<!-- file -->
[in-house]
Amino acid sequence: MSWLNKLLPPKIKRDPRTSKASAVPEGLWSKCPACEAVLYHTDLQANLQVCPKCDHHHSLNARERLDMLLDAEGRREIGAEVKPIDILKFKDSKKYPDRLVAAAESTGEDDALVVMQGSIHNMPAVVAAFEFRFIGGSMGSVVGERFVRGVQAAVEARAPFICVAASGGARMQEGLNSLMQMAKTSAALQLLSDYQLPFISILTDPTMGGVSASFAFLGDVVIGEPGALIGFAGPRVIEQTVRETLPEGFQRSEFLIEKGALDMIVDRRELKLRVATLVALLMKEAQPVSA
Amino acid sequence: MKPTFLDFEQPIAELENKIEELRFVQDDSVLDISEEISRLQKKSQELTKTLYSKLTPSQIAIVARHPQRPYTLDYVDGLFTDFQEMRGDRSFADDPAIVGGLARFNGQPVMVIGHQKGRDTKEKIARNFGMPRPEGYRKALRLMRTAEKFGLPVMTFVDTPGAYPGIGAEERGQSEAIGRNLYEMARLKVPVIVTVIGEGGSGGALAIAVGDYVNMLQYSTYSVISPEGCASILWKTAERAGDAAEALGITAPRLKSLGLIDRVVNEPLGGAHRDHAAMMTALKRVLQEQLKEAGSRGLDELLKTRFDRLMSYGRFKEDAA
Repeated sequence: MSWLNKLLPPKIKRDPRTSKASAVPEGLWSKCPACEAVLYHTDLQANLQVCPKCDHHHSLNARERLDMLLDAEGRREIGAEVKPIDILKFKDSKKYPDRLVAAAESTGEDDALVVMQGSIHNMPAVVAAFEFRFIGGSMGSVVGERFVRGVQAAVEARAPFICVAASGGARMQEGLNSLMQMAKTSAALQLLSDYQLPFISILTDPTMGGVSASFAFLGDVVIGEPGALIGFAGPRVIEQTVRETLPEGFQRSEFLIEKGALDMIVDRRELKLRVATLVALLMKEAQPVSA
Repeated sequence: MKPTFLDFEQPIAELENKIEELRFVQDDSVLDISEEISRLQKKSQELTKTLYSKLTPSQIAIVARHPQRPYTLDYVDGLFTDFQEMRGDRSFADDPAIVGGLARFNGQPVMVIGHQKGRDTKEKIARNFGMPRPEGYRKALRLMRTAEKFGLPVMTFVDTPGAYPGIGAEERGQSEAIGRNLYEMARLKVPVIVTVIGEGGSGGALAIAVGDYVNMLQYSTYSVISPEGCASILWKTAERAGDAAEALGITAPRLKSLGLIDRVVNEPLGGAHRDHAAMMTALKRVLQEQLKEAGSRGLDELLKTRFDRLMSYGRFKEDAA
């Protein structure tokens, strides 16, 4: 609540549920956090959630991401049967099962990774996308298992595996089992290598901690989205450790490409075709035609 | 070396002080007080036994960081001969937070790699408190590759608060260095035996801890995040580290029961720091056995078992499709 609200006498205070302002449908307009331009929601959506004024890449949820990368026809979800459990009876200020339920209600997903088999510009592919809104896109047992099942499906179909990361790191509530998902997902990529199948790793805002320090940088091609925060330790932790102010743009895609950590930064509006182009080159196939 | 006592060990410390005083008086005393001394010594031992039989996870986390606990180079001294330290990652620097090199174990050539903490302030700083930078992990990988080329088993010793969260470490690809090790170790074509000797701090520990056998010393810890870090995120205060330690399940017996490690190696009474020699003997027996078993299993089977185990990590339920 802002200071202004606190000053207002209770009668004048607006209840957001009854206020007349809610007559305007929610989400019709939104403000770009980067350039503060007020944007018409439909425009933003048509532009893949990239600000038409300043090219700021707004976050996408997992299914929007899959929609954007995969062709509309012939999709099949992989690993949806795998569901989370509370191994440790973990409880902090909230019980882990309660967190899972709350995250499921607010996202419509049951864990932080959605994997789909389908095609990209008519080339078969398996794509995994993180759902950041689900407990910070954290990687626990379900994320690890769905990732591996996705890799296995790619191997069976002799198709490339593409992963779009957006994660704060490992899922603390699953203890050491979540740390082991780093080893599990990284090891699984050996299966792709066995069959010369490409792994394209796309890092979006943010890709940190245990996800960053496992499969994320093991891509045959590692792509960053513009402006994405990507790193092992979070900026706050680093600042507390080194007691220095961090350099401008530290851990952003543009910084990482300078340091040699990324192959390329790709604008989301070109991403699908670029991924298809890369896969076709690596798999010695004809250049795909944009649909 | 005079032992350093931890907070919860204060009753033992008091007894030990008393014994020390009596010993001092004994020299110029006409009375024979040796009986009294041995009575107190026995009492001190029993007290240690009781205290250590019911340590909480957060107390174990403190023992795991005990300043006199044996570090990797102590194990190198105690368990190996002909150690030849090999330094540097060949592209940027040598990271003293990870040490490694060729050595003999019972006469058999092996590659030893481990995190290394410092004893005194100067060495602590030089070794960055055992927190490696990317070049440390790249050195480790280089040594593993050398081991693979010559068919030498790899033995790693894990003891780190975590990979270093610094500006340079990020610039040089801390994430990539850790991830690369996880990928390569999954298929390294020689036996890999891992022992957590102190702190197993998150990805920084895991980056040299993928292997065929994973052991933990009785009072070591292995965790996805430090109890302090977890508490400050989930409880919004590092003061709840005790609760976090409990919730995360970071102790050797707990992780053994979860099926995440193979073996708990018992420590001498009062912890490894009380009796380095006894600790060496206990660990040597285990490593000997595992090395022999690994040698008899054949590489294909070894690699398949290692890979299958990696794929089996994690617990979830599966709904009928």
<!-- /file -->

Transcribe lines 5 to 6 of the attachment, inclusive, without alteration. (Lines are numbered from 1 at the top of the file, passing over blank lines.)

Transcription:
Repeated sequence: MKPTFLDFEQPIAELENKIEELRFVQDDSVLDISEEISRLQKKSQELTKTLYSKLTPSQIAIVARHPQRPYTLDYVDGLFTDFQEMRGDRSFADDPAIVGGLARFNGQPVMVIGHQKGRDTKEKIARNFGMPRPEGYRKALRLMRTAEKFGLPVMTFVDTPGAYPGIGAEERGQSEAIGRNLYEMARLKVPVIVTVIGEGGSGGALAIAVGDYVNMLQYSTYSVISPEGCASILWKTAERAGDAAEALGITAPRLKSLGLIDRVVNEPLGGAHRDHAAMMTALKRVLQEQLKEAGSRGLDELLKTRFDRLMSYGRFKEDAA
């Protein structure tokens, strides 16, 4: 609540549920956090959630991401049967099962990774996308298992595996089992290598901690989205450790490409075709035609 | 070396002080007080036994960081001969937070790699408190590759608060260095035996801890995040580290029961720091056995078992499709 609200006498205070302002449908307009331009929601959506004024890449949820990368026809979800459990009876200020339920209600997903088999510009592919809104896109047992099942499906179909990361790191509530998902997902990529199948790793805002320090940088091609925060330790932790102010743009895609950590930064509006182009080159196939 | 006592060990410390005083008086005393001394010594031992039989996870986390606990180079001294330290990652620097090199174990050539903490302030700083930078992990990988080329088993010793969260470490690809090790170790074509000797701090520990056998010393810890870090995120205060330690399940017996490690190696009474020699003997027996078993299993089977185990990590339920 802002200071202004606190000053207002209770009668004048607006209840957001009854206020007349809610007559305007929610989400019709939104403000770009980067350039503060007020944007018409439909425009933003048509532009893949990239600000038409300043090219700021707004976050996408997992299914929007899959929609954007995969062709509309012939999709099949992989690993949806795998569901989370509370191994440790973990409880902090909230019980882990309660967190899972709350995250499921607010996202419509049951864990932080959605994997789909389908095609990209008519080339078969398996794509995994993180759902950041689900407990910070954290990687626990379900994320690890769905990732591996996705890799296995790619191997069976002799198709490339593409992963779009957006994660704060490992899922603390699953203890050491979540740390082991780093080893599990990284090891699984050996299966792709066995069959010369490409792994394209796309890092979006943010890709940190245990996800960053496992499969994320093991891509045959590692792509960053513009402006994405990507790193092992979070900026706050680093600042507390080194007691220095961090350099401008530290851990952003543009910084990482300078340091040699990324192959390329790709604008989301070109991403699908670029991924298809890369896969076709690596798999010695004809250049795909944009649909 | 005079032992350093931890907070919860204060009753033992008091007894030990008393014994020390009596010993001092004994020299110029006409009375024979040796009986009294041995009575107190026995009492001190029993007290240690009781205290250590019911340590909480957060107390174990403190023992795991005990300043006199044996570090990797102590194990190198105690368990190996002909150690030849090999330094540097060949592209940027040598990271003293990870040490490694060729050595003999019972006469058999092996590659030893481990995190290394410092004893005194100067060495602590030089070794960055055992927190490696990317070049440390790249050195480790280089040594593993050398081991693979010559068919030498790899033995790693894990003891780190975590990979270093610094500006340079990020610039040089801390994430990539850790991830690369996880990928390569999954298929390294020689036996890999891992022992957590102190702190197993998150990805920084895991980056040299993928292997065929994973052991933990009785009072070591292995965790996805430090109890302090977890508490400050989930409880919004590092003061709840005790609760976090409990919730995360970071102790050797707990992780053994979860099926995440193979073996708990018992420590001498009062912890490894009380009796380095006894600790060496206990660990040597285990490593000997595992090395022999690994040698008899054949590489294909070894690699398949290692890979299958990696794929089996994690617990979830599966709904009928």